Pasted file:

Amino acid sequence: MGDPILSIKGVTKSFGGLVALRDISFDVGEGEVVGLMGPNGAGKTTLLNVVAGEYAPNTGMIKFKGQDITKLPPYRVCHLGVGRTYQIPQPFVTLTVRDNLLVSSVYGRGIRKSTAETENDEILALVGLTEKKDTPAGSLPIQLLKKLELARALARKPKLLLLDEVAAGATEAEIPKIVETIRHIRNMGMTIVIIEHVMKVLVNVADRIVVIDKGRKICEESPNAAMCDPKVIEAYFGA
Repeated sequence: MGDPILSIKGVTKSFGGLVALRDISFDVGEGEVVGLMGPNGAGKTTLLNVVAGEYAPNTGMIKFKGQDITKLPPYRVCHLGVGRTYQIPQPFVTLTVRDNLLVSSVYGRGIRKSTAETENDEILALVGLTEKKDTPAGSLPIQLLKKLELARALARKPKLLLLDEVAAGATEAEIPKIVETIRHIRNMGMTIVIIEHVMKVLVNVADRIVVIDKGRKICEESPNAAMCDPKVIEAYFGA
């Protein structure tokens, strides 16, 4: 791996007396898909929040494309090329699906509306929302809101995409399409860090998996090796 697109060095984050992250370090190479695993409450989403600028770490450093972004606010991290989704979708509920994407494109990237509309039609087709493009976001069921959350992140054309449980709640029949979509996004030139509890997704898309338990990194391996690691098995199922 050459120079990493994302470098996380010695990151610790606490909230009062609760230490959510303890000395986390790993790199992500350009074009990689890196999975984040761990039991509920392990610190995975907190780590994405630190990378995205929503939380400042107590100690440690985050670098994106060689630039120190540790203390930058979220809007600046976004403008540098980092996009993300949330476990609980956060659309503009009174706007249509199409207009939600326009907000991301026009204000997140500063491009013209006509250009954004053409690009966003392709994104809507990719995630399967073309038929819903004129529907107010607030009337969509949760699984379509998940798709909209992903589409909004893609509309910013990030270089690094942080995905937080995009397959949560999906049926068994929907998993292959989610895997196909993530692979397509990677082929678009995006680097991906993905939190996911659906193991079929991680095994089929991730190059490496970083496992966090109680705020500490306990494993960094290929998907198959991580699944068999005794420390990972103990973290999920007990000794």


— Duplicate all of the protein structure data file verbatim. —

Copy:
Amino acid sequence: MGDPILSIKGVTKSFGGLVALRDISFDVGEGEVVGLMGPNGAGKTTLLNVVAGEYAPNTGMIKFKGQDITKLPPYRVCHLGVGRTYQIPQPFVTLTVRDNLLVSSVYGRGIRKSTAETENDEILALVGLTEKKDTPAGSLPIQLLKKLELARALARKPKLLLLDEVAAGATEAEIPKIVETIRHIRNMGMTIVIIEHVMKVLVNVADRIVVIDKGRKICEESPNAAMCDPKVIEAYFGA
Repeated sequence: MGDPILSIKGVTKSFGGLVALRDISFDVGEGEVVGLMGPNGAGKTTLLNVVAGEYAPNTGMIKFKGQDITKLPPYRVCHLGVGRTYQIPQPFVTLTVRDNLLVSSVYGRGIRKSTAETENDEILALVGLTEKKDTPAGSLPIQLLKKLELARALARKPKLLLLDEVAAGATEAEIPKIVETIRHIRNMGMTIVIIEHVMKVLVNVADRIVVIDKGRKICEESPNAAMCDPKVIEAYFGA
């Protein structure tokens, strides 16, 4: 791996007396898909929040494309090329699906509306929302809101995409399409860090998996090796 697109060095984050992250370090190479695993409450989403600028770490450093972004606010991290989704979708509920994407494109990237509309039609087709493009976001069921959350992140054309449980709640029949979509996004030139509890997704898309338990990194391996690691098995199922 050459120079990493994302470098996380010695990151610790606490909230009062609760230490959510303890000395986390790993790199992500350009074009990689890196999975984040761990039991509920392990610190995975907190780590994405630190990378995205929503939380400042107590100690440690985050670098994106060689630039120190540790203390930058979220809007600046976004403008540098980092996009993300949330476990609980956060659309503009009174706007249509199409207009939600326009907000991301026009204000997140500063491009013209006509250009954004053409690009966003392709994104809507990719995630399967073309038929819903004129529907107010607030009337969509949760699984379509998940798709909209992903589409909004893609509309910013990030270089690094942080995905937080995009397959949560999906049926068994929907998993292959989610895997196909993530692979397509990677082929678009995006680097991906993905939190996911659906193991079929991680095994089929991730190059490496970083496992966090109680705020500490306990494993960094290929998907198959991580699944068999005794420390990972103990973290999920007990000794």